Dressing up for Halloween can be fun. But in social engineering, criminals pretend to be something they’re not to steal your money or information. Learn how to spot the scams so you don’t get tricked.
Phishing uses email or malicious websites to solicit personal information by impersonating someone you trust. A criminal might pose as a well-known brand like Amazon or Netflix, or someone you work with. They often take advantage of current events. Did you get any emails this month about fabulous Halloween deals or hard-to-find costumes? That could be a social engineering scam – watch out!
Vishing is like phishing but uses voice instead of email. For example, you get a frightening phone call from someone claiming you owe back taxes to the IRS. They threaten consequences if you don’t pay right away. Do not fall for it, even if the caller ID is a Washington D.C. number and the person on the phone knows part of your social security number. Caller IDs can be faked, and the real IRS won’t ask for a card payment or wire transfer over the phone.
Smishing is a form of social engineering that exploits SMS, or text messages. They can be effective because a message on your phone seems more personal than email. In one of the latest smishing scams, people get a text message prompting them to update their COVID-19 vaccination status. Clicking on the link sends them to a fake website asking for sensitive information like their social security number and copy of their driver’s license. If you get a text like this, don’t respond!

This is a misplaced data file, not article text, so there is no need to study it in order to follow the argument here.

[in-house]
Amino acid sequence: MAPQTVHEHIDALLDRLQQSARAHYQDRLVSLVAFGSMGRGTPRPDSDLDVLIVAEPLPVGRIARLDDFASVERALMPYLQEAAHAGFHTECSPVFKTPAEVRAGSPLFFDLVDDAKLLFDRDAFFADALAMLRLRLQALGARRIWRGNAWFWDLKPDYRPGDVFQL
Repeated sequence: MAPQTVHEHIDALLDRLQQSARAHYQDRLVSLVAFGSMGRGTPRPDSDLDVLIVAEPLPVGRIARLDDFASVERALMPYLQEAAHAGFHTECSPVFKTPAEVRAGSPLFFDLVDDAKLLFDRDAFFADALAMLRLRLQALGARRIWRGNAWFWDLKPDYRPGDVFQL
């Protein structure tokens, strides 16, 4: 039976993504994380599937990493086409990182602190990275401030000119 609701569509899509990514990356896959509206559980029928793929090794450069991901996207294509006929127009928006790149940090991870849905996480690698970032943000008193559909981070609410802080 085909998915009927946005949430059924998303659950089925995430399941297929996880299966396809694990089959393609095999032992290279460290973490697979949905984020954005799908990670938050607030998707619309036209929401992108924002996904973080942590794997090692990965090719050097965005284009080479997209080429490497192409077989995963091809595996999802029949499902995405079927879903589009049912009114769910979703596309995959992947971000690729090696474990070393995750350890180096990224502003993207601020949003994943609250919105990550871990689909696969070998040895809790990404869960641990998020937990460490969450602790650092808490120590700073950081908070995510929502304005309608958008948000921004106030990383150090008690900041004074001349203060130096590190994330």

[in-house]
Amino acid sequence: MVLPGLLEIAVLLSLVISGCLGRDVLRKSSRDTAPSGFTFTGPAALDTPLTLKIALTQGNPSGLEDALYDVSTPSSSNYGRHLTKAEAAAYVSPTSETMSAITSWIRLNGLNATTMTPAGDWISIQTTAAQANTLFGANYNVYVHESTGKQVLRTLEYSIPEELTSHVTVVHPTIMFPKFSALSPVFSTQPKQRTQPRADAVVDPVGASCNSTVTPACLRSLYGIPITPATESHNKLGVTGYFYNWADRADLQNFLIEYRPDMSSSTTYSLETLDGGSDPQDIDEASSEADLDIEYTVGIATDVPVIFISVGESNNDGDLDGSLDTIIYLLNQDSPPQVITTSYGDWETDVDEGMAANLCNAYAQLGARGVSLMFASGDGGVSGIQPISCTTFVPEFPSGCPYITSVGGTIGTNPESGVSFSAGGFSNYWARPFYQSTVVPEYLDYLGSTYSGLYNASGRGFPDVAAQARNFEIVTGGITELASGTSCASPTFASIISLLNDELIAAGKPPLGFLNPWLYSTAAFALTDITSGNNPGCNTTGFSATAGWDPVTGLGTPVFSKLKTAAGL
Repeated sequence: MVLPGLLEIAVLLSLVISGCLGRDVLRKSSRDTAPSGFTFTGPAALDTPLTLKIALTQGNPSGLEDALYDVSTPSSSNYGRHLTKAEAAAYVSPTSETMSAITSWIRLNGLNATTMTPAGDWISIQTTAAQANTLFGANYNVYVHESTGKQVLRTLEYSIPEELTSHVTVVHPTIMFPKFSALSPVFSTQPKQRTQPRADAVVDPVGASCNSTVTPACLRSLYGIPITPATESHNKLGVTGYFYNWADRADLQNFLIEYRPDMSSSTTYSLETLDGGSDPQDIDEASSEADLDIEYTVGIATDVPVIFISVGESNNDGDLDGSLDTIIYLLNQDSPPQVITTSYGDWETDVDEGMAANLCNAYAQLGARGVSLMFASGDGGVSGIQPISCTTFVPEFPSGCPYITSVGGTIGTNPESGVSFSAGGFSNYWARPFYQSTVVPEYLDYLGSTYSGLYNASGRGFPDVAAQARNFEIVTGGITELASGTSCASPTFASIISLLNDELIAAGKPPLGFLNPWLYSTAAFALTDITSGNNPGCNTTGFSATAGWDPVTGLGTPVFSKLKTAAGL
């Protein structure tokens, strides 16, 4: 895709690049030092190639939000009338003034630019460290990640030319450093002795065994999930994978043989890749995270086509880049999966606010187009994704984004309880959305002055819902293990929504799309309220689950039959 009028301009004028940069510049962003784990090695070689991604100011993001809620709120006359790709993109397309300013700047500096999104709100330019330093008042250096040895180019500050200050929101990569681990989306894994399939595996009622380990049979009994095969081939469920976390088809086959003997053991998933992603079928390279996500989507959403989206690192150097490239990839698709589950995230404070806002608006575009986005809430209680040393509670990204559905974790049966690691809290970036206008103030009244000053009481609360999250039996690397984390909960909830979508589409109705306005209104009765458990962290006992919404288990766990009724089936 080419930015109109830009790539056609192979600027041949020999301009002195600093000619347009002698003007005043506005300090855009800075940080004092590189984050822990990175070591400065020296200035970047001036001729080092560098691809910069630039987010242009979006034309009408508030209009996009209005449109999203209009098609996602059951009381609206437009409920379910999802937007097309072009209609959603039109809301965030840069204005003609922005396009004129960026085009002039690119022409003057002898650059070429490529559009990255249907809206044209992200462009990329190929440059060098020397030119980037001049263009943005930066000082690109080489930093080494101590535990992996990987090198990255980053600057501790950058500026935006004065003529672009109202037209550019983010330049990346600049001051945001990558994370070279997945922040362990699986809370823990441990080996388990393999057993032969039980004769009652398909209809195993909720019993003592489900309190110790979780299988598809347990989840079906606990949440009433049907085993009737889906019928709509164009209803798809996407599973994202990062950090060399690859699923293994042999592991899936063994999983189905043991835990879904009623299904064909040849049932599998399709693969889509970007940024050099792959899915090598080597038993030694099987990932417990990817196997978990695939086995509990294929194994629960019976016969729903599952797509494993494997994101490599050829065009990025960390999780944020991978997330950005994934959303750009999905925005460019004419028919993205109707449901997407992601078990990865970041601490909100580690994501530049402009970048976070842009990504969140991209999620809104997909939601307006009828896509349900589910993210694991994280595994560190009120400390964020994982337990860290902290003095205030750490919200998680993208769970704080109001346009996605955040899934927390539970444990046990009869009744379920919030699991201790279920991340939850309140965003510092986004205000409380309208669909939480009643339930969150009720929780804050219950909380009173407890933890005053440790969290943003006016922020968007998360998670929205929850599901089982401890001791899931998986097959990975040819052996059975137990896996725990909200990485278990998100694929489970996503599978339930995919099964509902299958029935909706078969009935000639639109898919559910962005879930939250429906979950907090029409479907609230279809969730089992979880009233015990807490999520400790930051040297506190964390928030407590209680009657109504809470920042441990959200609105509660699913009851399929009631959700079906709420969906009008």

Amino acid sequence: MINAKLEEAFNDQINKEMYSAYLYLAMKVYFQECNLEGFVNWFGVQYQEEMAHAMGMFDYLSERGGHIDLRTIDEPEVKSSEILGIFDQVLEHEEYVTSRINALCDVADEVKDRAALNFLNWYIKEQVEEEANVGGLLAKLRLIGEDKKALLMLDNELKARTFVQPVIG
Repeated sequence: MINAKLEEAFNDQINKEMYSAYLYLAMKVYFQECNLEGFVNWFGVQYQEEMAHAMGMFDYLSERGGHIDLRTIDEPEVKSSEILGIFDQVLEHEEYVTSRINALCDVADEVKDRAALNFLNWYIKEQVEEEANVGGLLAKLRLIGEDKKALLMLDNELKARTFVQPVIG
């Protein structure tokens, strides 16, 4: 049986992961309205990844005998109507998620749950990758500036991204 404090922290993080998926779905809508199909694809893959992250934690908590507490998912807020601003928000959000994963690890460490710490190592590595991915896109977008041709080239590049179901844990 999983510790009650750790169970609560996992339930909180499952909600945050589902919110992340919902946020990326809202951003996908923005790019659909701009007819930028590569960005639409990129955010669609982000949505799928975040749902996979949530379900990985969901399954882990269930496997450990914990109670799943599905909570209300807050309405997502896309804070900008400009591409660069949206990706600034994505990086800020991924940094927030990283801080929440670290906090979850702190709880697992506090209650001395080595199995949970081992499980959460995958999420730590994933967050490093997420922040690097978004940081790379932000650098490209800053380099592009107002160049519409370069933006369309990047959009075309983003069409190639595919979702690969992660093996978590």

A bad actor may try to follow you into your office by dressing up as a delivery or repair person, or someone coming in for a meeting. This actually happened in our office not too long ago - we found the individual rifling through a laptop bag in an empty room. Yikes! Keep an eye on anyone coming into the office and don’t hesitate to ask for ID rather than letting a fraudster walk through the door.
5. Quid Pro Quo
The phrase “quid pro quo” in Latin means “something for something.” A quid pro quo social engineering scam offers a benefit in exchange for something. An example is a “You’ve Won” message offering a trip, free movies for a year, or a fabulous cash prize. But when you respond they tell you there’s a fee, taxes, or customs duties to pay before they can send your prize. And then they ask for your credit card number or bank account information. You don’t ever get that big payout. Instead, you get more requests for money, and more promises that you won big. You end up being a big loser instead of a big winner!
Pretexting is another chilling example of social engineering. It’s based on a scripted scenario that’s used to solicit information or money from the targets. Believe it or not, criminals can buy kits with everything they need to set up and run a pretexting scam. Common scripts are the “grandkid” scam or the “online dating” scam – terrifying!
Don’t “Treat” Scammers to Your Information
The best way to protect yourself is to stop and think before responding to any unsolicited messages. Look for indicators like misspellings or poor grammar. When in doubt, contact the organization directly using publicly available information – not through a link or phone number contained in the message. October is Cybersecurity Awareness Month, so have fun, be smart, and stay safe.